Who would have guessed that a “California girl” who graduated high school in 1969, one fascinated by archaeology, Greek and Roman art, art history (especially the Renaissance), and contemporary Los Angeles art would end up happily employed in Washington, DC, at the National Gallery of Art, famous for its collections of Western post-ancient art?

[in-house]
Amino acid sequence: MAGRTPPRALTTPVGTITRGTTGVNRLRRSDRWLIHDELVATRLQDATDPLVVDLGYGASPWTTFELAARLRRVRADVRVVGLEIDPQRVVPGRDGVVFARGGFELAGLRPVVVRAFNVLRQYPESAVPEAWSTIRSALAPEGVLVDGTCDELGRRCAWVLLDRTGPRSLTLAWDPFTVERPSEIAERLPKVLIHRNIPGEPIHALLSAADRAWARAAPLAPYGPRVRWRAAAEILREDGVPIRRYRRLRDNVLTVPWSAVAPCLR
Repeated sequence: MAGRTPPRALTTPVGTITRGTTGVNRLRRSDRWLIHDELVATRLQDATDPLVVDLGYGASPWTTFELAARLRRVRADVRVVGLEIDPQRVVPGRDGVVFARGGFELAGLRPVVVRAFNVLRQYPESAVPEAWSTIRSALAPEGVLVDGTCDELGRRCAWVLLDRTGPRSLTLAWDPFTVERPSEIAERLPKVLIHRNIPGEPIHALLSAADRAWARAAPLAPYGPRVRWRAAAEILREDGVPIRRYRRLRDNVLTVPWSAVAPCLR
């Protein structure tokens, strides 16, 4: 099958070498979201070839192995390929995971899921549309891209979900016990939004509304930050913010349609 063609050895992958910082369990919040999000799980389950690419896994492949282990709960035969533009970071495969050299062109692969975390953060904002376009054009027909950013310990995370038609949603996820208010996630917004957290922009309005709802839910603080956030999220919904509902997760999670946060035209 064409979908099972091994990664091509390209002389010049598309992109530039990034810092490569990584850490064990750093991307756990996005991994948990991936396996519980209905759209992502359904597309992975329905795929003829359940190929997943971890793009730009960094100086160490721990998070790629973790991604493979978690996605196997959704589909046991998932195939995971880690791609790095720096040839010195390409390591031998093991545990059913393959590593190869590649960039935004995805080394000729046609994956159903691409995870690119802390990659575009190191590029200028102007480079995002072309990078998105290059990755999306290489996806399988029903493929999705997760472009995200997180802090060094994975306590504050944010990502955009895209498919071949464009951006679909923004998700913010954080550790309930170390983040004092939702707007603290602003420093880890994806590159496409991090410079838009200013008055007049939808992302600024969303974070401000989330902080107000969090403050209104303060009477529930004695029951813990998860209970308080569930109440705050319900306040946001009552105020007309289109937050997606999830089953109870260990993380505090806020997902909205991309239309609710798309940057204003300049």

In 1969 and the early 1970s Washington was a place one went to protest the war and the inequities of civil liberties. Despite the richness of East Coast museums, it was Europe that drew me: the ancient sites, the archaeological finds illuminating the classical and biblical worlds; and the great museums of the capitals. I entered university in 1969 as an art history major, resolved to understand the art of the past. It sounds both naïve and hubristic, but as I told my somewhat mystified parents, I wanted to be a professor and an expert on...

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